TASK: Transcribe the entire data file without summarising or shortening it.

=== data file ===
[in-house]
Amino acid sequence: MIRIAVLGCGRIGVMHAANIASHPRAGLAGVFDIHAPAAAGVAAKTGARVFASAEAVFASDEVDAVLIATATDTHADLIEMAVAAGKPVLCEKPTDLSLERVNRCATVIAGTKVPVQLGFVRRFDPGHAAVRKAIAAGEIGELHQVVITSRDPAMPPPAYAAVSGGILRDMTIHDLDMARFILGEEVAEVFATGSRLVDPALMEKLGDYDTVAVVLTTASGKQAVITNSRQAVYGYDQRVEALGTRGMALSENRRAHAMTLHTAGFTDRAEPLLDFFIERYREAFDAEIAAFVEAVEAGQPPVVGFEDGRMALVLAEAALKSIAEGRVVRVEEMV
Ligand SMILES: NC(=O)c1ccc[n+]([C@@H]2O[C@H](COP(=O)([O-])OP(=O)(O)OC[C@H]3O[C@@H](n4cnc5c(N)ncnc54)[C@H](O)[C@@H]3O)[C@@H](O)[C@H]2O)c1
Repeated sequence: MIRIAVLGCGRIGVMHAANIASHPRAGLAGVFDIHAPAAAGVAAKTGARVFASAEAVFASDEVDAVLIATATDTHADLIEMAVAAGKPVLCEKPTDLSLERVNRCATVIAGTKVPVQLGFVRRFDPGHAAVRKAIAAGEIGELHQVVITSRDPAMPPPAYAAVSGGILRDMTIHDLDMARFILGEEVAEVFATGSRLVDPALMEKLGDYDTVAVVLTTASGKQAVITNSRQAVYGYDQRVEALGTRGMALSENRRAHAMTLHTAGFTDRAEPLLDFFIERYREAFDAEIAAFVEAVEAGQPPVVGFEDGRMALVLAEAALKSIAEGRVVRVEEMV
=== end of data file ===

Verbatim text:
[in-house]
Amino acid sequence: MIRIAVLGCGRIGVMHAANIASHPRAGLAGVFDIHAPAAAGVAAKTGARVFASAEAVFASDEVDAVLIATATDTHADLIEMAVAAGKPVLCEKPTDLSLERVNRCATVIAGTKVPVQLGFVRRFDPGHAAVRKAIAAGEIGELHQVVITSRDPAMPPPAYAAVSGGILRDMTIHDLDMARFILGEEVAEVFATGSRLVDPALMEKLGDYDTVAVVLTTASGKQAVITNSRQAVYGYDQRVEALGTRGMALSENRRAHAMTLHTAGFTDRAEPLLDFFIERYREAFDAEIAAFVEAVEAGQPPVVGFEDGRMALVLAEAALKSIAEGRVVRVEEMV
Ligand SMILES: NC(=O)c1ccc[n+]([C@@H]2O[C@H](COP(=O)([O-])OP(=O)(O)OC[C@H]3O[C@@H](n4cnc5c(N)ncnc54)[C@H](O)[C@@H]3O)[C@@H](O)[C@H]2O)c1
Repeated sequence: MIRIAVLGCGRIGVMHAANIASHPRAGLAGVFDIHAPAAAGVAAKTGARVFASAEAVFASDEVDAVLIATATDTHADLIEMAVAAGKPVLCEKPTDLSLERVNRCATVIAGTKVPVQLGFVRRFDPGHAAVRKAIAAGEIGELHQVVITSRDPAMPPPAYAAVSGGILRDMTIHDLDMARFILGEEVAEVFATGSRLVDPALMEKLGDYDTVAVVLTTASGKQAVITNSRQAVYGYDQRVEALGTRGMALSENRRAHAMTLHTAGFTDRAEPLLDFFIERYREAFDAEIAAFVEAVEAGQPPVVGFEDGRMALVLAEAALKSIAEGRVVRVEEMV